Printed waterproof textiles have embedded energy storage

Researchers at Melbourne’s RMIT University have developed a method to laser print waterproof textiles embedded with energy storage. 

textiles
(Credit: RMIT University)

At the heart of the technology are graphene supercapacitors, powerful and long-lasting energy storage devices that can easily be combined with solar or other sources of power. The RMIT team used laser printing to embed the supercapacitors into fabrics. According to the researchers, the technique can produce a 10x10cm smart textile patch in three minutes that’s waterproof, stretchable and easily integrated with energy harvesting technology. It’s believed the e-textiles could have applications in consumer, healthcare and defence markets. 

In a proof-of-concept, the team connected the supercapacitor with a solar cell, delivering an efficient, washable and self-powering smart fabric that they claim overcomes the key drawbacks of existing e-textile energy storage technologies. The research analysed the performance of the textile across a range of mechanical, temperature and washability tests and found it remained stable and efficient. The work is published in Scientific Reports.

Dr Litty Thekkakara, a researcher in RMIT’s School of Science, said smart textiles with built-in sensing, wireless communication or health monitoring technology called for robust and reliable energy solutions.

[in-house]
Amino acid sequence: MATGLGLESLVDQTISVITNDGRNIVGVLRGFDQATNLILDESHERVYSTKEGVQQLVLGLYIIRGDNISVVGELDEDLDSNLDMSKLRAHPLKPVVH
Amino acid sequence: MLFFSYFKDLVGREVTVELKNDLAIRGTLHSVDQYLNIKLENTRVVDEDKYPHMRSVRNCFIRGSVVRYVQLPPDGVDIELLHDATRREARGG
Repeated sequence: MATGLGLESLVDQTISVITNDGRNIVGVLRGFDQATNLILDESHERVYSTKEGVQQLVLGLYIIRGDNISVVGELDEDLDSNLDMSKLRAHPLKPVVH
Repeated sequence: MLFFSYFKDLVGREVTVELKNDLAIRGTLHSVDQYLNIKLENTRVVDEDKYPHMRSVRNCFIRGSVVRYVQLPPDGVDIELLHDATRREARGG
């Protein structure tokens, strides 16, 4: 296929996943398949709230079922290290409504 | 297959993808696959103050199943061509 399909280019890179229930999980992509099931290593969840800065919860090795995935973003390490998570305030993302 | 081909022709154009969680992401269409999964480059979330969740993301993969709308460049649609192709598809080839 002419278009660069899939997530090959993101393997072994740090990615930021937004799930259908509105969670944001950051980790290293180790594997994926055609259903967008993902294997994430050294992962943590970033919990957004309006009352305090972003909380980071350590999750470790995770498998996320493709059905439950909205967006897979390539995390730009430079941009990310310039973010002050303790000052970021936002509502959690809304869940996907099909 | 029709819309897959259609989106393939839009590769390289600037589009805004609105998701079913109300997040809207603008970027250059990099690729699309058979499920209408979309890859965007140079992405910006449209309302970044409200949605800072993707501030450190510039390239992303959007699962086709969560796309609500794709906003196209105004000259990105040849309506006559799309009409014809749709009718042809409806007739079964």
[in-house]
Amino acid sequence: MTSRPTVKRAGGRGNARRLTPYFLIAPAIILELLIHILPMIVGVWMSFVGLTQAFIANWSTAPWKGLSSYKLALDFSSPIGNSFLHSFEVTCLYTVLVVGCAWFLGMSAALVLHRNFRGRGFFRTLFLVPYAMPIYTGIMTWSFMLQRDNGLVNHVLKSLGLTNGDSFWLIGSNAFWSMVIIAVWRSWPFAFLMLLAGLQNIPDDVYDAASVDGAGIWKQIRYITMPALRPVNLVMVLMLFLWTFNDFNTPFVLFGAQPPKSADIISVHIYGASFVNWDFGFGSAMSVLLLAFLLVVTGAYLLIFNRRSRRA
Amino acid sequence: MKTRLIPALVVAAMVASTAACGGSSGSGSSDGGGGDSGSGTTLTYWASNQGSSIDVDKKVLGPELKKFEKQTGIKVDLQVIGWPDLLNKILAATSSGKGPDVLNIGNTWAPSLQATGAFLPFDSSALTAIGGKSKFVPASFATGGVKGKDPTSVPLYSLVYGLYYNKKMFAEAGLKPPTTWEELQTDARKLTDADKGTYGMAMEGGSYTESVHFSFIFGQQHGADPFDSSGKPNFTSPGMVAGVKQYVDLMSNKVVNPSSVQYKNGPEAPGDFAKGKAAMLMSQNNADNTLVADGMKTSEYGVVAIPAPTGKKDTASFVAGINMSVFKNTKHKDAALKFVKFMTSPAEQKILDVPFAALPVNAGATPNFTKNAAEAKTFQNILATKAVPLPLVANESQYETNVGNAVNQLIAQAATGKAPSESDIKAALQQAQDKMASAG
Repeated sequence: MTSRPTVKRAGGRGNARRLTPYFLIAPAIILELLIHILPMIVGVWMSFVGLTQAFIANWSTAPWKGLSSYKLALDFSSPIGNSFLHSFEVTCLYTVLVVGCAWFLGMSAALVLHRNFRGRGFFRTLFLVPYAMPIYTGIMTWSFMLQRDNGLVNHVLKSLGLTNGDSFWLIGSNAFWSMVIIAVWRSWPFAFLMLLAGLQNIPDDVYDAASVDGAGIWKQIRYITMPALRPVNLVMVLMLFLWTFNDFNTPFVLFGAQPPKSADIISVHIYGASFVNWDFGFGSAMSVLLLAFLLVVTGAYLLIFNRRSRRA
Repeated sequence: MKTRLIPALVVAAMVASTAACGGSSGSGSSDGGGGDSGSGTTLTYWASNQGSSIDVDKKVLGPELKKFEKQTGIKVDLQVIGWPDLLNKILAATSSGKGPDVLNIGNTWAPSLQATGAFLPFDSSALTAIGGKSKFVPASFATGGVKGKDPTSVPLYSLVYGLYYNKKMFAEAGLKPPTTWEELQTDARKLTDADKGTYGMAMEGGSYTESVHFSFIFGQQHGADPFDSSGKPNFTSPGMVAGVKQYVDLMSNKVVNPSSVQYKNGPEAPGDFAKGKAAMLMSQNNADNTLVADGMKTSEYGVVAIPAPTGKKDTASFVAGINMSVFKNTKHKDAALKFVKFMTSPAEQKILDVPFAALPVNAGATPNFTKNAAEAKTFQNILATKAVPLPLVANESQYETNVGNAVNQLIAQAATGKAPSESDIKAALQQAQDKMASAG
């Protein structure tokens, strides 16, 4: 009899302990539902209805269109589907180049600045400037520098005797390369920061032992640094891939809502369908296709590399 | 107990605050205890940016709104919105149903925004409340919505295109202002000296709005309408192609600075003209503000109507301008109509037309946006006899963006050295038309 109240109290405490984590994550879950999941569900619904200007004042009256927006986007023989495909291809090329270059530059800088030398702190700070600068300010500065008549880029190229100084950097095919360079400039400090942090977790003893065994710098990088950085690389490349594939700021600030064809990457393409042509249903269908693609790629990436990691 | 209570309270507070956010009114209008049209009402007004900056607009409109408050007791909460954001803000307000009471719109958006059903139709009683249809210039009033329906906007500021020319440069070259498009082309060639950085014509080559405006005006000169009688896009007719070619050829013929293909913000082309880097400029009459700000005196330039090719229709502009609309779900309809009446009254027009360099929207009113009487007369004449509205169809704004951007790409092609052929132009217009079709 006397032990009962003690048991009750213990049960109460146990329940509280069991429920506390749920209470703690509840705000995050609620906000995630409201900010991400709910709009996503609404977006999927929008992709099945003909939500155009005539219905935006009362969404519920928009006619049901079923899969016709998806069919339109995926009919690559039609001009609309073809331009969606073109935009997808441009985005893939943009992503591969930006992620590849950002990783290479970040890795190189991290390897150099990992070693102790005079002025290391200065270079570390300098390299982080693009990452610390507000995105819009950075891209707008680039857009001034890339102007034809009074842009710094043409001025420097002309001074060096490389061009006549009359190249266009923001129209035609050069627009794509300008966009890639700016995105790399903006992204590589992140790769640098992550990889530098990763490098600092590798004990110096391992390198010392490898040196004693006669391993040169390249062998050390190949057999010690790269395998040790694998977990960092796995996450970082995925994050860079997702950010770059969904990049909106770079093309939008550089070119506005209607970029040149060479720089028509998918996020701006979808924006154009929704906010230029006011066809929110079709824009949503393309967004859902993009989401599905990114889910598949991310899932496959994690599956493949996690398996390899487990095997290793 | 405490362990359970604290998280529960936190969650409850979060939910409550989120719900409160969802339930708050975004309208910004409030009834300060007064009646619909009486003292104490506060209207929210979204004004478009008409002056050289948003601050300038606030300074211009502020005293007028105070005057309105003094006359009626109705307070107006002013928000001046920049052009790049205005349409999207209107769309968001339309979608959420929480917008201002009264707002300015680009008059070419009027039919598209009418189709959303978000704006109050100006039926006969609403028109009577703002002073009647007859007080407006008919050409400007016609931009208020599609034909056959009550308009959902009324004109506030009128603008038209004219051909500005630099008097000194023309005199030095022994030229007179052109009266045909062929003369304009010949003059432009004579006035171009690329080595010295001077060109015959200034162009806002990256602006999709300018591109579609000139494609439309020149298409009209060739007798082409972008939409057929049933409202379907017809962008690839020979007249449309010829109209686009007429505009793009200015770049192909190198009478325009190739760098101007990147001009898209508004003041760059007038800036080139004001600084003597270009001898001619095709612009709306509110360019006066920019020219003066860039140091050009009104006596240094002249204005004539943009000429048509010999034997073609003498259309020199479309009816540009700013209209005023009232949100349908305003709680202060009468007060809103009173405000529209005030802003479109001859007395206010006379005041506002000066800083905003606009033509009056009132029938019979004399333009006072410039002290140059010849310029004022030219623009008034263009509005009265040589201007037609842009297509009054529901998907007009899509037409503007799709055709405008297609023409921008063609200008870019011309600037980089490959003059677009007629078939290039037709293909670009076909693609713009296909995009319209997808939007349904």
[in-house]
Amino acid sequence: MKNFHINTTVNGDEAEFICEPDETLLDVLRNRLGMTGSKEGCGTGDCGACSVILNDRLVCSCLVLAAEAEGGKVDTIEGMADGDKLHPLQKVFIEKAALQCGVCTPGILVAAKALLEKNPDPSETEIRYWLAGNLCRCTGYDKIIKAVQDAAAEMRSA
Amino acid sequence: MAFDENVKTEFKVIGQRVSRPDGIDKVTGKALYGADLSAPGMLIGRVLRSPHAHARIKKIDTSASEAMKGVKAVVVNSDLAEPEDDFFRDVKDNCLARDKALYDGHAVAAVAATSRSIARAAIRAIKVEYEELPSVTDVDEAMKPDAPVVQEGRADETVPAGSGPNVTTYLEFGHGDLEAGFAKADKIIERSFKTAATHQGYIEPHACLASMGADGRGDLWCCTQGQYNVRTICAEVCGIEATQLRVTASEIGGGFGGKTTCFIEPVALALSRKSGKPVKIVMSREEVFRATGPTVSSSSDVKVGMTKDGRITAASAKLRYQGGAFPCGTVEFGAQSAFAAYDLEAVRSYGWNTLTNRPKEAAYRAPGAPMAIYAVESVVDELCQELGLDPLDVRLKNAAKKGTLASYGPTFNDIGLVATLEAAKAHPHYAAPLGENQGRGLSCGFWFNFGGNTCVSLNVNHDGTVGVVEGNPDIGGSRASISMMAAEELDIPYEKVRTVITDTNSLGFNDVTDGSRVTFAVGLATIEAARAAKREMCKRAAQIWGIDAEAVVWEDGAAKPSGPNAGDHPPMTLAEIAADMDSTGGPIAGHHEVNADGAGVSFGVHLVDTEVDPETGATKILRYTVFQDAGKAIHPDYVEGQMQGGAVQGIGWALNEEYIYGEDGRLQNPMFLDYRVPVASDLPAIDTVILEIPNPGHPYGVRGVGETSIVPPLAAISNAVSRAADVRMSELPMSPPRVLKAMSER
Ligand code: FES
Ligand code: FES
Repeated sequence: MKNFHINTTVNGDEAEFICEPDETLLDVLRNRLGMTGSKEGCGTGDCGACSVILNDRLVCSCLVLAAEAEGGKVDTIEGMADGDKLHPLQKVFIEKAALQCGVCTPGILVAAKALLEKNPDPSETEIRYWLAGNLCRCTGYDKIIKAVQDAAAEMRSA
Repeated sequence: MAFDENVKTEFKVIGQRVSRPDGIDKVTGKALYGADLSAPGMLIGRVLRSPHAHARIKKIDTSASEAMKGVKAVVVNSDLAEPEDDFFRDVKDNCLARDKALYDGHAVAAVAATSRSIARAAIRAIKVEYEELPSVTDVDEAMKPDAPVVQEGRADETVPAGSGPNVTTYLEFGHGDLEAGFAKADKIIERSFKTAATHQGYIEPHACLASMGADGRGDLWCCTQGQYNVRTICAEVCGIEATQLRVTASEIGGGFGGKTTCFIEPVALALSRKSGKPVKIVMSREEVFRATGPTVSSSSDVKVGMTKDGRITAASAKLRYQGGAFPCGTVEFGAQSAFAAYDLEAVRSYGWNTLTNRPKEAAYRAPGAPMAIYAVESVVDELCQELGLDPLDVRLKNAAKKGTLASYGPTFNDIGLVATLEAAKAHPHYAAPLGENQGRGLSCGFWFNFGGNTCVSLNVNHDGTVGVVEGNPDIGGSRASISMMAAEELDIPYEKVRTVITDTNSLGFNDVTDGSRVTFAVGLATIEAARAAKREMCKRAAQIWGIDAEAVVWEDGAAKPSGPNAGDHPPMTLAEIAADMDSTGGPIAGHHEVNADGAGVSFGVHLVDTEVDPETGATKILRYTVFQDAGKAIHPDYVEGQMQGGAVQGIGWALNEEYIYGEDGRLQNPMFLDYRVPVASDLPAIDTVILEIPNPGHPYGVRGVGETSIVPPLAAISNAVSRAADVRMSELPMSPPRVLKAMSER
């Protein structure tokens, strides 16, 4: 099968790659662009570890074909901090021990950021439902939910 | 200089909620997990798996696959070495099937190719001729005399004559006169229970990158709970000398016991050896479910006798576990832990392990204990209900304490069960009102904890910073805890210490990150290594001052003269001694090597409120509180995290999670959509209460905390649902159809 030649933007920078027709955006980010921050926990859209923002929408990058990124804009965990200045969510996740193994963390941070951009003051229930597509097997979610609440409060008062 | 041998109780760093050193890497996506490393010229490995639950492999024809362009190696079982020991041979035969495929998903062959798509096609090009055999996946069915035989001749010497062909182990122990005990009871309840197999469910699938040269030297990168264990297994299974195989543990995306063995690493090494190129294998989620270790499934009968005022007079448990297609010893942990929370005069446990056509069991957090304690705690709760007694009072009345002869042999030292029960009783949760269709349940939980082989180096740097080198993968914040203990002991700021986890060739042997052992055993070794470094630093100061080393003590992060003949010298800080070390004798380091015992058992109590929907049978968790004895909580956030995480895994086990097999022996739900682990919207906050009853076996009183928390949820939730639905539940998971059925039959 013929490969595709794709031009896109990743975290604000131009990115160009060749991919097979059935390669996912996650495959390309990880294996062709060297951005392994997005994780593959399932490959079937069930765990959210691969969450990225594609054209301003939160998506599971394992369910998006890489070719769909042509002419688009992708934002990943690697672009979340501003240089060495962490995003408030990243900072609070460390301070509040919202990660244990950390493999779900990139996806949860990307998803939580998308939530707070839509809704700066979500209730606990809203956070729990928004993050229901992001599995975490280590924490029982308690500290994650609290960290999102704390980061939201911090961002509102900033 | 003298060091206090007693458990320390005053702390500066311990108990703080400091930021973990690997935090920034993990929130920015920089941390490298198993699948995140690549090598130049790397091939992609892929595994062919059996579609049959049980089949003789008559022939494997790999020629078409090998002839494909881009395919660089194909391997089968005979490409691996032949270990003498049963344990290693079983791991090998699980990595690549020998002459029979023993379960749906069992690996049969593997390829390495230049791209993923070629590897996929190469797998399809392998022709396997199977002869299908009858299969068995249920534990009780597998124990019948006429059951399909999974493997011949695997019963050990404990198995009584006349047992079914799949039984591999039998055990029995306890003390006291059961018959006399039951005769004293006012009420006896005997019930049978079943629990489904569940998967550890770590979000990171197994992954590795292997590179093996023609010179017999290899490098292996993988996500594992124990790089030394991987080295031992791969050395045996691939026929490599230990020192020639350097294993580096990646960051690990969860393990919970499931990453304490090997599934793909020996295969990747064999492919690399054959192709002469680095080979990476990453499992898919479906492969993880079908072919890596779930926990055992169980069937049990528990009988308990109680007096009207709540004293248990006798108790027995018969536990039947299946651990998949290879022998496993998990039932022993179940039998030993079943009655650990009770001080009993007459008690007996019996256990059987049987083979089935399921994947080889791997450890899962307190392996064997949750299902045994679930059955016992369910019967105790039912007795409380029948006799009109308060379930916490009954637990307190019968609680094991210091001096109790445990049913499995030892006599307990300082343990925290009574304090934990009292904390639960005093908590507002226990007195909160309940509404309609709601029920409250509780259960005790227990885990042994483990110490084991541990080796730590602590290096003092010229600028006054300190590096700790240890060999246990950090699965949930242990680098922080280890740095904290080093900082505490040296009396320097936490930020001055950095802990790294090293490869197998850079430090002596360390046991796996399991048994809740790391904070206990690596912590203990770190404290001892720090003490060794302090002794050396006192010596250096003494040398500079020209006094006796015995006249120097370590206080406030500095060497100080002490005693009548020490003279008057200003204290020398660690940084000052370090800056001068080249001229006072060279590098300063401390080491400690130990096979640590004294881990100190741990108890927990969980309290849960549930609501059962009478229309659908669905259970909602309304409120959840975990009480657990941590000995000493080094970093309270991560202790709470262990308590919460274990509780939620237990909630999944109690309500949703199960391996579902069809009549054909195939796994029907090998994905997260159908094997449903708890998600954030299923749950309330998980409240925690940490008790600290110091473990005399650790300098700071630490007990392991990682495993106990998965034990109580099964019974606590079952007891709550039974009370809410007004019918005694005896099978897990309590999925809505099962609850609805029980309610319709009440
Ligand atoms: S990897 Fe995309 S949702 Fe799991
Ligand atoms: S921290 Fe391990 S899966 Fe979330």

“Current approaches to smart textile energy storage, like stitching batteries into garments or using e-fibres, can be cumbersome and heavy, and can also have capacity issues,” Dr Thekkakara said.

“These electronic components can also suffer short-circuits and mechanical failure when they come into contact with sweat or with moisture from the environment. Our graphene-based supercapacitor is not only fully washable, it can store the energy needed to power an intelligent garment – and it can be made in minutes at large scale.

“By solving the energy storage-related challenges of e-textiles, we hope to power the next generation of wearable technology and intelligent clothing.”

The researchers have applied for a patent for the new technology, which was developed with support from RMIT Seed Fund and Design Hub project grants.

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